Kurt Cobain: Montage of Heck
For the young protagonist of Nick Hornby’s hugely popular book About a Boy, Kurt Cobain’s suicide in 1994 marks the end of the world, the day the music died—and he is not alone, especially for fans of that generation (the late 80s/early 90s), who helped Nirvana zoom to the top of the charts. One of rock’s most potent icons, Cobain’s too-early death at only 27 years old has spawned a rash of conspiracy theories, and even intimations of murder. Kurt Cobain: Montage of Heck, produced by Cobain’s daughter Frances Bean and made with the cooperation of his wife, Courtney Love, bypasses those rumors in favor of a deeply nuanced look into the man, his life, his career, and his personality.
“Montage” is in fact the perfect word to describe this already much-praised documentary, which plunges into Cobain’s world through a rich variety of materials and techniques—much of it previously unseen materials that only director Brett Morgen was given access to. The film weaves together archival footage, including early home movies in which the sweet-faced, golden-haired boy gazes and throws kisses at the camera, as well as later video taken in his and Love’s apartment; lavishly animated sequences, often with anguished voiceover from Cobain’s personal writings; performance clips and appearances on MTV and elsewhere; and a limited number of talking-head interviews with Cobain’s mother, father and stepmother, sister, ex-girlfriend, Love, and bandmate Kurt Novelisec.
Nirvana’s music blasts over some of the images from the 60s, pointing toward the troubled future, rather than presenting his childhood nostalgically, as a time of innocence. For Bean, who was a baby when Cobain killed himself and appears only as an infant in the family movies, helping to create Montage of Heck must have been an act of reconstructing her father, or trying to meet the man she never really had the chance to know. Indeed, some of the most poignant images show Cobain gently and lovingly cuddling his small daughter—the daughter who, he claimed, had led him to straighten himself out.
This is not a film that offers a simple explanation of why Cobain took his life. Again, like a montage, it aims not to tell the audience what to think but allows them to draw their own conclusions from the treasure trove of material; we have to put the various pieces together in a way that makes sense to us.
The portrait painted by the documentary reveals a man who, even from the youngest age, seemed to have intense, sometimes destructive, energy; extraordinary sensitivity to criticism; and a much greater-then-usual inability to deal with being humiliated. In one of the first interviews we see, Cobain’s sister states that “I am so glad I haven’t got that genius gene,” and the question of nature vs. nurture in his misery is implicit. Difficult to handle as a child, he was shunted from place to place after his parents’ divorce, repeatedly kicked out of various family members’ homes until being unceremoniously dumped back at his mother’s door; his stepmother, Jenny, felt he “wanted the perfect family, but no one would keep him.” Prescribed Ritalin, he had a terrible reaction to the drug and as his mother says, “went off the rails.” His journals from those days, and through the teen years, reveal a propensity to violence and self-harm, as well as an already strong desire to end his suffering through suicide.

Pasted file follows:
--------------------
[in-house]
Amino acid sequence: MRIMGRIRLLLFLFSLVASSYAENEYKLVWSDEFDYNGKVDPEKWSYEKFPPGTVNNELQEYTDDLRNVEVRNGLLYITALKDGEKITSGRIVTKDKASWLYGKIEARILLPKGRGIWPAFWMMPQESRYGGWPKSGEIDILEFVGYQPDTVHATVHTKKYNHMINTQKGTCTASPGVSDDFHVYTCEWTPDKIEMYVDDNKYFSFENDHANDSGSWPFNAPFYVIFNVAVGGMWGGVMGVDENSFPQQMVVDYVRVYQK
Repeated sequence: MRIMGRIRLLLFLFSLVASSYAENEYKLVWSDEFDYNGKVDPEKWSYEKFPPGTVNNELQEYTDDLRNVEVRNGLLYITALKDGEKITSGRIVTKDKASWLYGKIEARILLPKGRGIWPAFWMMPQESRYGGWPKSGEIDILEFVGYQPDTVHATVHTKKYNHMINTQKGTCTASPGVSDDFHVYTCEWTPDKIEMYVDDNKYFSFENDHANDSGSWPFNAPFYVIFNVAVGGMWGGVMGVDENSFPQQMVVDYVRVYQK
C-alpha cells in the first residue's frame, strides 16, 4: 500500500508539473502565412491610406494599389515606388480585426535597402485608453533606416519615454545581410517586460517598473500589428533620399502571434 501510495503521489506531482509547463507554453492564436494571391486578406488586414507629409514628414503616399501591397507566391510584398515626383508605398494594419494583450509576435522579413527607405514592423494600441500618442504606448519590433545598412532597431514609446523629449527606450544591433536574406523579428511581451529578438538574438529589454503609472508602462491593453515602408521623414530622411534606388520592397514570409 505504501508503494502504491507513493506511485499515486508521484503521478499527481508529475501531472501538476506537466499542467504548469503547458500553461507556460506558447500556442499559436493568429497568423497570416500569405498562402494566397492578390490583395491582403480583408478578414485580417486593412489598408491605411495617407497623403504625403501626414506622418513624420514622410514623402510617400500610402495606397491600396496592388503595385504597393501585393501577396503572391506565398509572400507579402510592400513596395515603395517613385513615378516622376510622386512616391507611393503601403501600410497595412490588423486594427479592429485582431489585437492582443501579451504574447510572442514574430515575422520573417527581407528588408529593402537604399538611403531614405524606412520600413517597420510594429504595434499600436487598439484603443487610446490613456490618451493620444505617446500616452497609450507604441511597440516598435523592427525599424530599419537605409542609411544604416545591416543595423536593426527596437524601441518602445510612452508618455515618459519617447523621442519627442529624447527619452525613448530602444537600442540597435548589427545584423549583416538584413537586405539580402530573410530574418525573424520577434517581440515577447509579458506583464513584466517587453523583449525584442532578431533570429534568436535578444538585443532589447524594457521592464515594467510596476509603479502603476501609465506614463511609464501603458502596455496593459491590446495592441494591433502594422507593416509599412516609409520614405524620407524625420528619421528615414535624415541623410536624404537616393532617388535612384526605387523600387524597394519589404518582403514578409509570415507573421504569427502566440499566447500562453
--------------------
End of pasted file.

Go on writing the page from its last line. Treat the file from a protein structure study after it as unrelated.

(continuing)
But the footage also shows a young Cobain with his guitar, revealing how early an interest in music manifested itself. (Although, given his post-punk aesthetic, his “Rule #1” was “learn not to play your instrument.”) And his and Nirvana’s success came relatively quickly, unnerving his mother, who worried about his ability to handle fame. When she heard the demo of Nirvana’s first record, she instantly realized that nothing would ever be the same for him again. The band’s first interviews confirm her fears, as they, and Cobain most particularly, renounce the idea of being stars. Later, they apparently grew more comfortable with the idea of being idols. The sequences taken during his marriage with Love captures Cobain’s downward spiral both through both the camerawork and content: generally shot by Love herself, the footage trembles, jiggles, and wobbles as she films, visually conveying a sense of chaos and instability. There’s no serenity in what the images reveal, either, and certainly no feeling of rock-star wealth in the surroundings. Their life together—marked as it was by heroin addiction (Frances was born addicted to methadone) by one or both at any given time—clearly was as shaky as the shooting, although the documentary itself doesn’t pass judgement on either Cobain or Love.
In the end, we can never know why Cobain chose to kill himself —and this being a film made in cooperation with his family, Kurt Cobain: Montage of Heck treads carefully on the subject. While it doesn’t offer answers, it gives us a fascinating look at a troubled genius whose music caught the spirit of a generation.
Written by MFF Blogger Karen Backstein